Google+ Hangouts for Remote Teams & Freelancers
Working with remote team members and freelancers can be a challenging task, especially if your team is fairly big and spread throughout the world. The most problematic part of managing a virtual team is choosing the right communication platform and eradicating technical barriers from the usual work flow.
There are a slew of remote desktop and video conferencing apps, which allows multiple people can join and have a conversation. As we obviously strongly believe, online collaboration has changed its form and is not limited to only voice and video conferences. Members working under a remote umbrella, have to frequently deal with videos, documents, Google Docs, PowerPoint presentations, Excel spreadsheets, code segments, screen mockups and so forth.
Not many freelancers are aware of the fact that Google Plus Hangouts can be used as an online platform for remote video collaboration. The best thing about Google Plus is that it is completely free, needs no software installations and works from any computer, as long as you have a working Internet connection.
Google Plus hangouts have recently added Google Hangouts with Extras, such as the ability to share your computer screen with fellow team members. With just one mouse click, all the members participating in the hangout can see whats happening in your screen. You are free to choose whether you want to share the entire screen, a small portion of it or just a specific application window.
Here is how the screen sharing user interface of Google Plus Hangouts look like:
This feature is very useful when a member of your team needs assistance in fixing something or he needs the opinion of other team members about a design he created. With screen sharing, there is no need to take screenshots and transfer files to each and every team member, over and over again. One limitation of screen sharing feature in Hangouts is that remote users are not allowed to take control of the host computer. Hopefully, Google will include this in a future upgrade.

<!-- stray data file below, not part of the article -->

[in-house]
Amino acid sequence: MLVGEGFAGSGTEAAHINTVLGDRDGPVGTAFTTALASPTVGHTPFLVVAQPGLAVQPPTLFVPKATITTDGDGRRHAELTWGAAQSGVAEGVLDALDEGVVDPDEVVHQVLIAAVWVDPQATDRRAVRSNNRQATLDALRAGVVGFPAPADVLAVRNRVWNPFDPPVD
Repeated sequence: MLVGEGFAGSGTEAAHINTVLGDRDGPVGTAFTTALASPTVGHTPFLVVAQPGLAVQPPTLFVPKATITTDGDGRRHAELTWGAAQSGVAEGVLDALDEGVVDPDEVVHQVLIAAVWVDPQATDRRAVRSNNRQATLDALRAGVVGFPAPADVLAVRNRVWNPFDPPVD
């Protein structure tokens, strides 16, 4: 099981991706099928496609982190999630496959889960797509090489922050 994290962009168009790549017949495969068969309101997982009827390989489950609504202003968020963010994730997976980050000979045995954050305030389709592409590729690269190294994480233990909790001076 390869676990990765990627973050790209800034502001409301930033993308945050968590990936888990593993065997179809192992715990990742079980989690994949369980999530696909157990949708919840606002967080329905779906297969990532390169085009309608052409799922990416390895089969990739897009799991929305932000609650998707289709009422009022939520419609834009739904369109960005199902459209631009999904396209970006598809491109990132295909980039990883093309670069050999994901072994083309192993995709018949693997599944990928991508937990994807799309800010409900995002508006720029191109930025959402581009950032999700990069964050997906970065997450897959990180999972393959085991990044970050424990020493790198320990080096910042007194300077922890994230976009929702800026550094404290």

Seamless Collaboration of Google Docs Documents
This is one of those “Aha” moments when everything is built right inside the application and you don’t have to worry about sending files in order to discuss them via video conferencing.
Collaborating on files, PDF’s, PowerPoint presentations and documents with video chat and remote members has never been easier. If you use Google Docs as your online office application, you can share any document with remote members and collaborate over it in real time. That is a huge reason why we have integrated Mavenlink with Google Apps and Google Docs. Given the fact that Google Docs itself supports real time online collaboration makes the entire process smooth and preserves the focus.
To collaborate on a shared document stored in your Google Docs account, click the little “+” at the top of the left sidebar and select the document. Prior to collaboration, you must grant all the necessary permissions (view only / view and edit) from your Google Docs account.
Real-time document collaboration is probably the biggest edge of Google Plus over its video conferencing competitors (e.g. Skype, iChat) and Hangouts offers a perfect environment for freelancers and team members to work on a centralized environment while speaking to each other.
On The Move?
We’re often too busy and there are situations when you might not make the remote meeting in time. One advantage of using Google Plus hangouts for remote conferences is that team members can join the discussion from their Android or iPhone device. This makes Hangouts a must use tool for people who travel a lot and need a simple group chat app that works from a computer as well as from their Android or iOS device.
When you are hanging out with someone who is using a computer, you won’t be able to view shared documents or participate in a screen sharing session. However, you can talk with all the members of the team and use your smartphone’s front camera to broadcast yourself.
Have you used Google Hangouts for video collaboration with remote teams or freelancers? If so, what tips or stories do you have to share?
posted by Taylor Miles